Sufficient and restful sleep is important for being and feeling fit and vital. But, with increasing age falling asleep and sleeping through experience a change. Therefore, for elder people it is not always easy to have an adequate amount of sleep. As soon as you notice, that lack of sleep is influencing your daily activity it is time to look for help.
About 70 % of all adults suffer under sleep disturbances or a no longer restful sleep. This also applies to the group of people 65+ who occasionally or regularly complain about disturbed sleep. Most of the time, they have difficulties to fall asleep resp. to sleep through. Out of this reason, elder people tend to take sleeping pills either available over the counter but also only on prescription. A study proves that some of these sleeping pills show no effect resp. might even increase sleep disturbances.
The sleep of elder people is very light – sometimes a simple car honk or a barking dog interrupt their sleep. On the other hand, elder people tend to doze off quickly, for example while reading the paper or in front of the TV. For a long time it was thought that elder people overall need less sleep than young people. This is scientifically not yet fully established. One thing is certain: the sleep architecture of old people changes. Falling asleep and sleeping through becomes harder, phases of deep sleep decrease. But, since the daily routine of elder people most of the time is free from work-related and fix appointments it often is easier for them to compensate arisen sleep debts with a nap. A powernap at lunchtime is advisable for people of all ages. To not further increase existing or create problems to fall asleep it is advisable to limit the power nap to 20 minutes and to sleep before 3 p.m.
Longer phases to fall asleep, fewer deep sleep and nightly arousals
With increasing age, the phase to fall asleep prolongs, the phase of deep sleep – which is so important for physical recreation – reduces, light sleep increases. Hence, the sleep of elder people is easier disturbed, arousals become more frequent. Here’s a comparison: younger people experience about five arousals per night, people in the age of 60+ up to 150. Often, you can’t remember the short moments of wakefulness but still don’t feel well rested in the next morning and have the feeling of having had an uneasy sleep.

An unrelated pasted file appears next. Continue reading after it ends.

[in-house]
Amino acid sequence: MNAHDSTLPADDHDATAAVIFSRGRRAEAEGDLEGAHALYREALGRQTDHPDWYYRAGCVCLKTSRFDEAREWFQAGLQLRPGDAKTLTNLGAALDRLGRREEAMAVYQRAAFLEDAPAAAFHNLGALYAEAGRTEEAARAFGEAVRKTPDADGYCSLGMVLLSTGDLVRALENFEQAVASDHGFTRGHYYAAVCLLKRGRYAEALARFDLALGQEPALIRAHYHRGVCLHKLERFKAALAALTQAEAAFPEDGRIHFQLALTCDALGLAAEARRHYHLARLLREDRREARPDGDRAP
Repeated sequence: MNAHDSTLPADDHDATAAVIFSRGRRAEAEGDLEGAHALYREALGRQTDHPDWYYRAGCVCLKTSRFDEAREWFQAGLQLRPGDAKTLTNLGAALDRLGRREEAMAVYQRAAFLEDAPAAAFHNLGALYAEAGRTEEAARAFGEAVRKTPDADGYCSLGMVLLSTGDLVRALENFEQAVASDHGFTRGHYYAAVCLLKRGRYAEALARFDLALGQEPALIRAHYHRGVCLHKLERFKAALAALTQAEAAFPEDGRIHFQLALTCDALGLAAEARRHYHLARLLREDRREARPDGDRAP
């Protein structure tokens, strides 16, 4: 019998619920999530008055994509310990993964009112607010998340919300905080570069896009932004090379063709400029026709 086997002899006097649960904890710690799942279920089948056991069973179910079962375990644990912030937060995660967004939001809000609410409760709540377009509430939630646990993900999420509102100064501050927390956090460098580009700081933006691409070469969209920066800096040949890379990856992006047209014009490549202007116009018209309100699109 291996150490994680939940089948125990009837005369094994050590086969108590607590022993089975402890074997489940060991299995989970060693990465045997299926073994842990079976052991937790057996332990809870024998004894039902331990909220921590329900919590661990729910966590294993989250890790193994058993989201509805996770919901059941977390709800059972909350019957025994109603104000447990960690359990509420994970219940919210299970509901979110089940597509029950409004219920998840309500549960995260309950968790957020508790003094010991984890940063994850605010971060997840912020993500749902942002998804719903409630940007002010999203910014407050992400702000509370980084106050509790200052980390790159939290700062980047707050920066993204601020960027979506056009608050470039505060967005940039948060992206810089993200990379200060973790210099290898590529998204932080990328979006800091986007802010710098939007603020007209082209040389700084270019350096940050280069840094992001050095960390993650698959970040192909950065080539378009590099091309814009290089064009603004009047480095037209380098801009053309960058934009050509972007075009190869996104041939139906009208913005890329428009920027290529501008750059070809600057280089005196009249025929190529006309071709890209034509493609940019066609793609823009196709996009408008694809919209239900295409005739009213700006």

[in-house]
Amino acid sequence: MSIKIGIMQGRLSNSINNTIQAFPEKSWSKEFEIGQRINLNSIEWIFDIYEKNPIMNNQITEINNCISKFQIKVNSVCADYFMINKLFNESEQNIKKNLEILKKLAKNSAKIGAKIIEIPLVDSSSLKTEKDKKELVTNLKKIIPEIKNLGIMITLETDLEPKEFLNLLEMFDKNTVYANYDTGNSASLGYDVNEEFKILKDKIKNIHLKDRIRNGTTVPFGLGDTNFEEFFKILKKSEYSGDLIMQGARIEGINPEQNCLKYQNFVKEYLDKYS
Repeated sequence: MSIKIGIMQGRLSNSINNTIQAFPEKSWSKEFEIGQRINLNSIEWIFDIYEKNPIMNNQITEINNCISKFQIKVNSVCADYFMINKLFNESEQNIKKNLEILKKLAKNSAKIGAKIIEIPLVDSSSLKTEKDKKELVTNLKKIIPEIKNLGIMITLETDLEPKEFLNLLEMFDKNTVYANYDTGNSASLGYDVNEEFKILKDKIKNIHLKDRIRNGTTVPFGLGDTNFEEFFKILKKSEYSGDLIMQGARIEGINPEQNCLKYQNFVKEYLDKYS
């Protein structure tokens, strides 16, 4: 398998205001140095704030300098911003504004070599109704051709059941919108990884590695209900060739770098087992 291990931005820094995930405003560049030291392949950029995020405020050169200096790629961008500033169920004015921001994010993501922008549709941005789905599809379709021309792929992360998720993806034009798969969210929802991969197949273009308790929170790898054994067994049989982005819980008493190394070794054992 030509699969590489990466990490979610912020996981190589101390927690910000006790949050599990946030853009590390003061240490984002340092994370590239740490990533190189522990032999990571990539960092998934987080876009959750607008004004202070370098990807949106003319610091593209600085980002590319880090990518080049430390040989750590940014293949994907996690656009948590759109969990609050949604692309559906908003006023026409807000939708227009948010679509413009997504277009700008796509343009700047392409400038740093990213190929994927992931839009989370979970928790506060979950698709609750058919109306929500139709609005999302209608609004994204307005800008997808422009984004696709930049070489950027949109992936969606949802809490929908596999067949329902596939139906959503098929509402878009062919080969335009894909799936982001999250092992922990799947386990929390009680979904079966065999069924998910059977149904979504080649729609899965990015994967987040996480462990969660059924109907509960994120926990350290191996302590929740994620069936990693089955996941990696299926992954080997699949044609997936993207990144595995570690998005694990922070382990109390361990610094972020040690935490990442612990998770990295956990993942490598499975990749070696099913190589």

Be careful with sleeping pills
Besides sleeping through, falling asleep becomes harder. For many, the fastest and seemingly simplest solution is taking sleeping pills. Most people even fall asleep faster and tend to sleep the night through when taking pills but only very few actually feel well rested the morning after. Because, sleeping pills not only disturb the sensitive course of the single sleeping phases. Besides alcohol or age, sleeping pills themselves might be cause for waking up too early. A further trigger for feeling unrested during the day.
- Stay physically active in older age, too, preferably in fresh air! Numerous studies revealed that sufficient exercise helps to regulate and to support sleep.
- Always go to bed and get up in the morning at about the same time. Get up right after waking up in the morning instead of pressing the snooze button for several times.
- Especially when you are suffering under disturbances to fall asleep and to sleep through be careful to limit your siesta to 20 minutes.
- Easily digestible foods eaten three to four hours before going to bed are perfect for your dinner. In the evening, avoid caffeine-containing beverages and alcohol.
- Regularly practiced rituals like an evening walk, listening to relaxing music, reading or relaxation exercises let you come to rest and set your organism to “sleeping”.
- A soothing herbal tea has a relaxing effect.
- Use your bedroom only for sleeping and for sex. All other activities like reading, eating or watching TV should be done in other rooms.
- Good ventilation of your bedroom and a temperature between 18 and 20 degrees Celsius are perfect for a good night’s sleep.
- Don’t place any electronic devices in your bedroom (electromagnetic fields).
This post is also available in / Diesen Beitrag gibt es auch in: German